their marriage, which occurred on September 1 of that year. Executive
Director Lloyd Greenwood and Bulletin editor Irvin
Schloss are seen in the photo observing the verbal exchange. The caption
also reports that Sarah was at that moment the newly elected
vice-chairman of what was, at that time, known as the Women's Auxiliary.
Over the next ten years, the couple welcomed seven girls and one boy to
the family, the latter two of which were twins.
In 1954, the then small Shumway family
moved to Cheyenne, Wyoming, where Smith served as State Director of
Education for the Deaf and Blind for 32 years, establishing schools,
camps, and centers for the blind and deaf while believing staunchly in
mainstreaming them into the public school system. Smith also became
known for his staunch religious faith and church activity. He amazed
school children of two generations with his surprising professional
In recent years following Sarah's
passing in 1992, Smith returned several times to Normandy and was
instantly embraced by the local French people, who greeted him with
hugs, kisses, media interviews, and autograph requests. He was knighted
by the French government as a war hero and received the French Legion of
Smith had been living at the home of
his son Joseph of Richmond Heights, Missouri, until about a week prior
to his passing.
Accomplished scholar, retired Army Air Corps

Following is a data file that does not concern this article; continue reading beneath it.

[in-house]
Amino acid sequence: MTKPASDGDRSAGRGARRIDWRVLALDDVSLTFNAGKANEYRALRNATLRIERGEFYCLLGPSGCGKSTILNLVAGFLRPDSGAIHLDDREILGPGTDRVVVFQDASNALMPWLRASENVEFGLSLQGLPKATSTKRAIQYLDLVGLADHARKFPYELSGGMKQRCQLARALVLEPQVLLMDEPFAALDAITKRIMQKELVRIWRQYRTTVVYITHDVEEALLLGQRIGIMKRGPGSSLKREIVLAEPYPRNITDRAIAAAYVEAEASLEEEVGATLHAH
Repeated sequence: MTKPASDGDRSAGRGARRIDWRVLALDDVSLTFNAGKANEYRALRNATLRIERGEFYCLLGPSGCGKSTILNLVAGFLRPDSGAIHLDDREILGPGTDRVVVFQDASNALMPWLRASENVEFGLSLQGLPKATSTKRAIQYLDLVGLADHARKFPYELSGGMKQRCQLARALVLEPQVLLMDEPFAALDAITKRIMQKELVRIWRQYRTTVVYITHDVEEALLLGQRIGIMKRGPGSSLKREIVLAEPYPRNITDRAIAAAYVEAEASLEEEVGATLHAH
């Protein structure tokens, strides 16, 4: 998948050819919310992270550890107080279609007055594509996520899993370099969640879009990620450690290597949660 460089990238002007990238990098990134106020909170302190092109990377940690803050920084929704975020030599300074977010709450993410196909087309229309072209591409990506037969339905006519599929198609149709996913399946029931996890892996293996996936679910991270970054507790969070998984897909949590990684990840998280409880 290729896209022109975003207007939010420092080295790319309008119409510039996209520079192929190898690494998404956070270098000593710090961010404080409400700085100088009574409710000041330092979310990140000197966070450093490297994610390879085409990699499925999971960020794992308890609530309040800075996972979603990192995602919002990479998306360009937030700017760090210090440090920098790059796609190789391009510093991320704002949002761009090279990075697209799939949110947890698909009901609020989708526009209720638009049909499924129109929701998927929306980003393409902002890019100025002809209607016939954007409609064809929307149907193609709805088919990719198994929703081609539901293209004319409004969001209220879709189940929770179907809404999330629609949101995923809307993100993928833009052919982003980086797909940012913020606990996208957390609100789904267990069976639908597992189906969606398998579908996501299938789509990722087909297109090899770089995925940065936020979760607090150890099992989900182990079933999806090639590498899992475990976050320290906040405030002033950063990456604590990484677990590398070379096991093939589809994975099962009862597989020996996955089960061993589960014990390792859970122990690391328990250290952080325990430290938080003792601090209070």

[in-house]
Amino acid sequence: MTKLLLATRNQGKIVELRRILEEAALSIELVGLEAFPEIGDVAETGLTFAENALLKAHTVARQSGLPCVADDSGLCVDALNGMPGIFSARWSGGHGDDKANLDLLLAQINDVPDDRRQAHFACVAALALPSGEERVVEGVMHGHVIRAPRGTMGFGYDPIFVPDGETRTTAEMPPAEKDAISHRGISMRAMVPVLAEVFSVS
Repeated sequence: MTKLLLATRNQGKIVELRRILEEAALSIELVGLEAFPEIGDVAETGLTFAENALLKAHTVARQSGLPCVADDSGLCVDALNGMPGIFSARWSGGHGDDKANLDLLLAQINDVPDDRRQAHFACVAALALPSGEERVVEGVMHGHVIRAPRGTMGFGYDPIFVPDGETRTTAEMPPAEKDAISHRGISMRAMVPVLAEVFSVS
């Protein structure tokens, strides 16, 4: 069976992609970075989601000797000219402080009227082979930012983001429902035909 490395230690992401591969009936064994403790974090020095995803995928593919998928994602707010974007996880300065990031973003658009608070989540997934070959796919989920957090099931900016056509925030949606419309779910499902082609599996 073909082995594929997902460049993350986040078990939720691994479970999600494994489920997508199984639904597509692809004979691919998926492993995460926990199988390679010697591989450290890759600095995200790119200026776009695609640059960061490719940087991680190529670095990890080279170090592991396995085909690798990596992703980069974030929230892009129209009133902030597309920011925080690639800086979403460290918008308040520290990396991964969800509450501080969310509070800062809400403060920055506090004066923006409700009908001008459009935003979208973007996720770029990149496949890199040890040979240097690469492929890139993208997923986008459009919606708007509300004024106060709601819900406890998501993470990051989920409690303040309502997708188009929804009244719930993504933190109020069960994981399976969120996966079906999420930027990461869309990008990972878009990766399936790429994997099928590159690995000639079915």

Colonel, entrepreneur, writer, and friend of BVA members across the
country, Everett Langworthy was an active member of the Association
through much of the 1990s and served as Director of District 3 during
Born on August 17, 1918, Everett went
from humble beginnings to a storied career as a World War II pilot. He
flew the Berlin Airlift and circled the world multiple times as an
official records observer.
Everett graduated from the University
of Massachusetts in 1940. He joined the Army Air Corps in June 1942 and
retired with full honors as a Colonel exactly 30 years later. During
World War II he flew C-54s and C-47s along the South America and North
Africa supply route that provided critical provisions, equipment, and
goods to the fighting troops in Europe and Africa.
After World War II, he flew more than
130 missions in the C-4 as part of the Berlin Airlift in 1948-49. His
newspaper obituary reported that in August 1952 he used his airlift
skills again in Operation Hajii Baba, consisting of the transfer of
thousands of Muslim pilgrims from Beirut to Jedda, Saudi Arabia, as part